So, here I am, discussing forgiveness – an idea that most of my loved ones proclaim I should adopt, yet, they have such difficulty themselves with forgiveness. (This is not to say they are sociopaths.)
Perhaps the world I want to see doesn’t have forgiveness at all; a world where there are no people whose words trespass against anyone, and that acts are no longer harmful; eliminating all of those things that typically trigger the need for gifting or asking forgiveness. Of course, that’s not a reality; however, just as forgiveness does, we can also act upon our world in ways to preempt forgiveness: we can work to eliminate forgiveness. This idea may seem, at first glance, tricky, for us Indigenous people, having carried so much pain about the world in which our ancestors lived, a world near universally lost. But, if we can change our approach to how we are affected by others, we would do some real good for our next generation – freeing them from the weight of all that could have been.
Tags: community, conscience, Culture, Education, emotional intelligence, First Nations, Forgiveness, leadership Success, Letting Go, Love, Mind, Peace, philosophy, psychology, religion, self~aware, social science, sociology, stanford prison experiment, stress, thought
After this century began, I had the pleasure of reading an anthology of short-stories, stories that implicated the human role in the larger scheme of existence. Is human life an absurd situation, or is there any inherent purpose in life, at all? For a guy who, at the time, didn’t have any formal college education, the old dusty book posited interesting questions about how people behave in ways so that life has meaning. That struck me as very interesting! The book, published in 1963, is called The Existential Imagination. Many copies of the book are still available via Amazon.com and for as little as a penny (shipping and handling, is extra). Need I mention, I’ve owned three copies over the years?
There are many good stories in the book regarding issues unique to the human condition. I don’t necessarily have any favorite story because they are all good for very different reasons. I would like to share the plot from one of the stories, here, and hopefully it allows you to ponder about any philosophical or theological implications thereafter. Hopefully, you are curious enough to go buy a copy, then read the rest of the book yourself.
The story that I mean to share is called Saint Emmanuel The Good, Martyr. It is the longest story of the anthology at around 35-pages. It’s written in the form of a fictional memoir, a letter found by the true author. The letter is an account of an Italian woman, Angelita, who takes the reader through her life, beginning as a young girl who entered convent school – at her brothers bidding. She spends five years there – until at age 15 – before returning to her village, Valverde de Lucerna. There she introduces us to the true protagonist in her memoir: Don Manuel, the priest in her beloved village.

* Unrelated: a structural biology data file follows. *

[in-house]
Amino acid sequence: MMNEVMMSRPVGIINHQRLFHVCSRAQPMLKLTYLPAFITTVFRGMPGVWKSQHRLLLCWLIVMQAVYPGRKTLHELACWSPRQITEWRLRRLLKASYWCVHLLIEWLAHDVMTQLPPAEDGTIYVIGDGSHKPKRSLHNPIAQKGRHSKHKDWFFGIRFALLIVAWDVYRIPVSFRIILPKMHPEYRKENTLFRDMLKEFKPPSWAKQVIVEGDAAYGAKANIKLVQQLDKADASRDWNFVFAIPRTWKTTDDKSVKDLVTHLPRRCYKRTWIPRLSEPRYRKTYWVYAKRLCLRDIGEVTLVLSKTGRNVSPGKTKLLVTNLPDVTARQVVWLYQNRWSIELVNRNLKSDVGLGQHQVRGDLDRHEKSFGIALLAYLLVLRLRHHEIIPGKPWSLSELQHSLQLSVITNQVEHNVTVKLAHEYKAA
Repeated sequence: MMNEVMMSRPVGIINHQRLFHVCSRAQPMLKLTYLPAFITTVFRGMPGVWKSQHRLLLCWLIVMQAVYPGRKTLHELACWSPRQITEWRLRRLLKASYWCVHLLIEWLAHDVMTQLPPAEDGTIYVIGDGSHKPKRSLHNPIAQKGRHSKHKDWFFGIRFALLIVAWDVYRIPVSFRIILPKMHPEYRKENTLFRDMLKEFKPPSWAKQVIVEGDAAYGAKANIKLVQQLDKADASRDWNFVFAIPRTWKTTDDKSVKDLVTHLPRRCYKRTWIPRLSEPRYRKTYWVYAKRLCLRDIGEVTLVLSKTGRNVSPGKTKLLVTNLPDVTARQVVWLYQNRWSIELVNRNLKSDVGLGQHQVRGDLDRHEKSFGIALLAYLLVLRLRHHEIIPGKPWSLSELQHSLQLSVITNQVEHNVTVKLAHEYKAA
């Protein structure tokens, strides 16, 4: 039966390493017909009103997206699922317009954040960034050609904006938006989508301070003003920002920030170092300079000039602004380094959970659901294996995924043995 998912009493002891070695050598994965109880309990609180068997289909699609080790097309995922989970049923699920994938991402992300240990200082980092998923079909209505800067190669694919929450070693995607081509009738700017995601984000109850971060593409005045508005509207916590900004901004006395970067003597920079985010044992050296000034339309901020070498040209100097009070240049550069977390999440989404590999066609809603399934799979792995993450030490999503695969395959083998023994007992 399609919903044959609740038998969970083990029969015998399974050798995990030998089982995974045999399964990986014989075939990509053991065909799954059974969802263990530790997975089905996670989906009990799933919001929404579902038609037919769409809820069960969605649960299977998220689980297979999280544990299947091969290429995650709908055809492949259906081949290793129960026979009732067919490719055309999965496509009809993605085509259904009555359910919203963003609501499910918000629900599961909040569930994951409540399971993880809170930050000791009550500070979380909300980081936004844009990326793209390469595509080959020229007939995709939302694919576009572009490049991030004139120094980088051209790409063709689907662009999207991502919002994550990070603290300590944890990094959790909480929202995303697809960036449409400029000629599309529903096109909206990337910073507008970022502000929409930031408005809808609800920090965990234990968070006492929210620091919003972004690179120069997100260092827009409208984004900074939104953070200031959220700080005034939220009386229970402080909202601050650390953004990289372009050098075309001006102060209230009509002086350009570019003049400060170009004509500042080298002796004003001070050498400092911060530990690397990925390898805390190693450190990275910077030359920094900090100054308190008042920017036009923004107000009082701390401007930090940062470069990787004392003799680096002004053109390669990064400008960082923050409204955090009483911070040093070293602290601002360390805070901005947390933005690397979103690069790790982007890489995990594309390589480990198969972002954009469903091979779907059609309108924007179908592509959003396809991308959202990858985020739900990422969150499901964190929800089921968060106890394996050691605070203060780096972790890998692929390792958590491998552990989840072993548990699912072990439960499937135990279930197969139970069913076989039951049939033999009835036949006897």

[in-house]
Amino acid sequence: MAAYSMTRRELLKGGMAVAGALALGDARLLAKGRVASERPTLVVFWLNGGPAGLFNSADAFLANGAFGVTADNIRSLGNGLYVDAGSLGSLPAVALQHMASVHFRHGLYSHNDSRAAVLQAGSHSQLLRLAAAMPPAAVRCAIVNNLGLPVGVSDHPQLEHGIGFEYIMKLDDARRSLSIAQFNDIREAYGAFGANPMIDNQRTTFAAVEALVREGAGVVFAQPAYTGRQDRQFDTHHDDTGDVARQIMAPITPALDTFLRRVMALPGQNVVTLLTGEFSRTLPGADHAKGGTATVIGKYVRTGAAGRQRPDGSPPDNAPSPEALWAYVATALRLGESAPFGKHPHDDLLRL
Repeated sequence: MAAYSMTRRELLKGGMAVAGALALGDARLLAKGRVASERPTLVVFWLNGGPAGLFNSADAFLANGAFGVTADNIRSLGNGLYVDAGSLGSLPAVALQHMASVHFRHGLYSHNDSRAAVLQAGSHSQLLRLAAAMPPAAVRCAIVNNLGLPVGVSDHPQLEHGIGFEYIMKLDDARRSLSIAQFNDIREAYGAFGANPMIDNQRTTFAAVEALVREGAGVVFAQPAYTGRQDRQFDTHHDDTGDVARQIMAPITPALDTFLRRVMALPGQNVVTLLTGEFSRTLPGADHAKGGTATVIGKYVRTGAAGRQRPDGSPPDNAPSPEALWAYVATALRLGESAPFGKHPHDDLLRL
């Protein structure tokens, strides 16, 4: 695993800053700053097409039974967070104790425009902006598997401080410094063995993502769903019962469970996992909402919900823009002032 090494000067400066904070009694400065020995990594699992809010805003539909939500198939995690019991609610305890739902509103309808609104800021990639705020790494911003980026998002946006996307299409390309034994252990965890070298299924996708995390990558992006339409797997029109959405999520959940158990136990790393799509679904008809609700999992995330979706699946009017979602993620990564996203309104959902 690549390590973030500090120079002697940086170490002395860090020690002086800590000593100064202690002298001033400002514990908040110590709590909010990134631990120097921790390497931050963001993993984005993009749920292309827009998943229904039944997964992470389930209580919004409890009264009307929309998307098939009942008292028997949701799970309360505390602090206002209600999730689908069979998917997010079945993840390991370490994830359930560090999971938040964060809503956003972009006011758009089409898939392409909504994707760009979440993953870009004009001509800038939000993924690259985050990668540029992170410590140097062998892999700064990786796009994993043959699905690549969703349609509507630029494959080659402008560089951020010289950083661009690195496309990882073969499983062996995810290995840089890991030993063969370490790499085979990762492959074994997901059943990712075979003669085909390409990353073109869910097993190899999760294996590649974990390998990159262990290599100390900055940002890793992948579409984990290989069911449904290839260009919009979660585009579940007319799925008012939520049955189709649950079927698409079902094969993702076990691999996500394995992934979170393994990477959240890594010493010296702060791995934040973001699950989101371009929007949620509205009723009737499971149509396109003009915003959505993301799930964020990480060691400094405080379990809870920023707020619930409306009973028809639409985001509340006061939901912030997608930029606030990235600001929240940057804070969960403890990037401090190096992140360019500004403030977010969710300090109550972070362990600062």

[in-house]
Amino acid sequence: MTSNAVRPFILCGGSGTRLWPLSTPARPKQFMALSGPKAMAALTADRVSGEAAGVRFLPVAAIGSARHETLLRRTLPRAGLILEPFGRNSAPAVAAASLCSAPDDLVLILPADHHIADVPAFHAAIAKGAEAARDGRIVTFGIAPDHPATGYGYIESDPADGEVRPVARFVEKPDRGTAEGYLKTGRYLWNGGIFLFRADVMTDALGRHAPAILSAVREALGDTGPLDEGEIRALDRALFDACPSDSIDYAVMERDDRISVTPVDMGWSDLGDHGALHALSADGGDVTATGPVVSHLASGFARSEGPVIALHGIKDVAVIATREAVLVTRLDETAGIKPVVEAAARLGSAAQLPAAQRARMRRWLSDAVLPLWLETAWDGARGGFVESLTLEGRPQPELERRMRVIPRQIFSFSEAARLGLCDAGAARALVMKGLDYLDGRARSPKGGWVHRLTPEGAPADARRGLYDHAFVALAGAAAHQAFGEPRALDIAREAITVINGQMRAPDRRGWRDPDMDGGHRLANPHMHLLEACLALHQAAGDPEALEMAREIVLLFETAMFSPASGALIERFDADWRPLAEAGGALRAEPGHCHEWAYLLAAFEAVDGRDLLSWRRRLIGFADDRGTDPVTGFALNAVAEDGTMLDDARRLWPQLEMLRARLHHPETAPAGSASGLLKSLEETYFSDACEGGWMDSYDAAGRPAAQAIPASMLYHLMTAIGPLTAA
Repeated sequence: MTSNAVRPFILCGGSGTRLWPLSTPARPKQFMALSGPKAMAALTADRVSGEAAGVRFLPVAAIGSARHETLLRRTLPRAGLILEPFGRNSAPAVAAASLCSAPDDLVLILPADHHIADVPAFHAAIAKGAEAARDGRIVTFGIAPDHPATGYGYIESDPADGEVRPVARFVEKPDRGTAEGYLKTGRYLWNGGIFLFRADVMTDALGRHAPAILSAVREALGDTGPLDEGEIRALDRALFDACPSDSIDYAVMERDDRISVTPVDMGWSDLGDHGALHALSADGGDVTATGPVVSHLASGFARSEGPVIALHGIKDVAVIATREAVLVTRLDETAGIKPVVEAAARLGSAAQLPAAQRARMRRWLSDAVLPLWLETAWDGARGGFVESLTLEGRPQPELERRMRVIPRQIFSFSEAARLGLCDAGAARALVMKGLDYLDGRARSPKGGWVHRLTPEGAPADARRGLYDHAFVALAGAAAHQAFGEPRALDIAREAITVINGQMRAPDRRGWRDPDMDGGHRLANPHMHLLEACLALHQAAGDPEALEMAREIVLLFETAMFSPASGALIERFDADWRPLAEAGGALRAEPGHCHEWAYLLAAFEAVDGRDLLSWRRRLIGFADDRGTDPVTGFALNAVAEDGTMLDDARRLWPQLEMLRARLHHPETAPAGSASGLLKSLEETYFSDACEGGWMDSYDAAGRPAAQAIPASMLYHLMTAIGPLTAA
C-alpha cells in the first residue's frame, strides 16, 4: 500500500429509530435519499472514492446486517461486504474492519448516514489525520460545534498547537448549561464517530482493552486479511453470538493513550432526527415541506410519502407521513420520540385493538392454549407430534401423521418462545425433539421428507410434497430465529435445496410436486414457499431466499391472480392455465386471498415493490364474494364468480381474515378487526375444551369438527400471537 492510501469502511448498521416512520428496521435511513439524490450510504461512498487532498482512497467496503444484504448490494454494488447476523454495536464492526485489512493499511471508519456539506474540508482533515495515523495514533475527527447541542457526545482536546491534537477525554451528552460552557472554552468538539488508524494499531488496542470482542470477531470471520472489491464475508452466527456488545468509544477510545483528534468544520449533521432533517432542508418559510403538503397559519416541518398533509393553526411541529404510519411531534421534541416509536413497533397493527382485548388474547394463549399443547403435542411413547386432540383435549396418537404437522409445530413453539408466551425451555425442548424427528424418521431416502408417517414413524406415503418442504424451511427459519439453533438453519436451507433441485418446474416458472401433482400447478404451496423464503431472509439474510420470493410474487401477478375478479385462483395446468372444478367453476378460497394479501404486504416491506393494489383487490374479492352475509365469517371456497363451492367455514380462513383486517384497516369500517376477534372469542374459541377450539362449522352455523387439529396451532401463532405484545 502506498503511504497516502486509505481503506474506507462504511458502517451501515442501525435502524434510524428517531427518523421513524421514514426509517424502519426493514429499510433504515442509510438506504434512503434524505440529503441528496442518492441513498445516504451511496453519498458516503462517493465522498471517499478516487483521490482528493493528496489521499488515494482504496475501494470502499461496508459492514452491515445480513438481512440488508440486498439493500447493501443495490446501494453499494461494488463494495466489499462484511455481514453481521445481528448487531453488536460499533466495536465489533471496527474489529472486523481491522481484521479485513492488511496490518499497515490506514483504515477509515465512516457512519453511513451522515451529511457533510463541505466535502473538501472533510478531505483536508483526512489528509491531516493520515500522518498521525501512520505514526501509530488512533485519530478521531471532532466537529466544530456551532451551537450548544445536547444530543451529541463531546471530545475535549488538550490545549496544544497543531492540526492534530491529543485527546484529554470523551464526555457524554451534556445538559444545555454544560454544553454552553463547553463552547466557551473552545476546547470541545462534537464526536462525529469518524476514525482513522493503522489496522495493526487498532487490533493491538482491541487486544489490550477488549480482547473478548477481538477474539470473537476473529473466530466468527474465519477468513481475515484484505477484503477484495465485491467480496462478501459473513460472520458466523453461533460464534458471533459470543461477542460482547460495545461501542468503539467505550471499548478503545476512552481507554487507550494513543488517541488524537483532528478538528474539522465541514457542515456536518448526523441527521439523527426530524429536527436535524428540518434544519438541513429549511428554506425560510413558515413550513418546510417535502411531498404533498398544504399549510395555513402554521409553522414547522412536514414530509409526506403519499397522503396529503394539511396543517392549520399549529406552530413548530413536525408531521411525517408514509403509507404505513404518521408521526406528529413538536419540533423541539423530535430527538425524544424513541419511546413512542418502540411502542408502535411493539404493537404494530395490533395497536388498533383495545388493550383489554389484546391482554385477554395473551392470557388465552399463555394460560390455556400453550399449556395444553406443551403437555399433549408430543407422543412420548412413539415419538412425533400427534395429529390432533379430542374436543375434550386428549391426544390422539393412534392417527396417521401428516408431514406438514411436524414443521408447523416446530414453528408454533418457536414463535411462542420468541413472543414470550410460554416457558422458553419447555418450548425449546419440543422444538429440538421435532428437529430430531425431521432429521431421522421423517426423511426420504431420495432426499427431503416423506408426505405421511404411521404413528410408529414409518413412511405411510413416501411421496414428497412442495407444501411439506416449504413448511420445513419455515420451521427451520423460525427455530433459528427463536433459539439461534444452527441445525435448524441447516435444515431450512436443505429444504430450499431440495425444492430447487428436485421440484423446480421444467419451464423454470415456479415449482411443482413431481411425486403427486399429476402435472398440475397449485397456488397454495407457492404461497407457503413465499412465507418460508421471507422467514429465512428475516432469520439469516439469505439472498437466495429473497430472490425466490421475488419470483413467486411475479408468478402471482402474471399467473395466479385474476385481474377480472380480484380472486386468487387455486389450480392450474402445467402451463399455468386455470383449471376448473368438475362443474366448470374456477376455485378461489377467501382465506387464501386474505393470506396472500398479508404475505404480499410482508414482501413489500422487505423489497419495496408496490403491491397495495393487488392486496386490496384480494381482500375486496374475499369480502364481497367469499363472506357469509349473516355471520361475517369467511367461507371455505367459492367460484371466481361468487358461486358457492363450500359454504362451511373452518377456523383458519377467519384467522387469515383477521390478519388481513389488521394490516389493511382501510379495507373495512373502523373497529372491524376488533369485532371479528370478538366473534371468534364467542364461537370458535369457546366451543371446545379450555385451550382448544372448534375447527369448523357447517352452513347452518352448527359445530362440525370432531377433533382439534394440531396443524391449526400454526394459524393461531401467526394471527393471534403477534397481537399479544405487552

The Don is described as a healer, a saint, who chopped wood for the poor, the protector, and nourishment to the village. He is kind to all – favoring “the most unfortunate…especially those who rebelled” (102).
One of my favorite quotes came from this story. It’s great advice even if stemming from a work of fiction. It reads:
“We should concern ourselves less with what people are trying to tell us than with what they tell us without trying” – Don Manuel
Angelita, also wrote about a time when a man in the village sent his boy out into the woods in a heavy rainstorm to fetch a loosed calf. The Don, saw the boy wandering near the trees, so he went out in the heavy rain to inquire why the boy was out at such a dangerous time. The boy explained, his father sent him out for a lost calf, whereafter listening, the Don sends the boy home. He explained he would locate the calf and bring it home for him. Upon returning to the boys home (with the calf) the father went out to meet the Don, who was soaking wet. The man, Angelita wrote, was thoroughly ashamed of himself.
The story builds to denouement once Angelita’s brother, Lazarus, returns home from America. Lazarus was not Catholic, and further did not believe in God. However, Don Manuel and Lazarus spend so much time together that after Angelita’s mom died, Lazarus chose to take communion, thereby converting to Catholicism. The village rejoices, and because, Don Manuel, had yet again, performed a miracle!
Later in the evening, Angelita finds herself alone with her brother, to whom she asks, “What things did Don Manuel state to you, that caused this conversion?” She hugs him. Lazarus finally replied that he only did so for the people, not because he himself believed, nor to seek eternal life. The Don implored him to take up religious life so to set a good example for the people, by taking part in religious community life. But Lazarus explains solemnly, that he also asked the Don, why he seemed to ask that he live a lie, adding, “Do you, believe, Don Manuel?” The Don, looking out over the lake, silently wept. After a few moments, the Don said: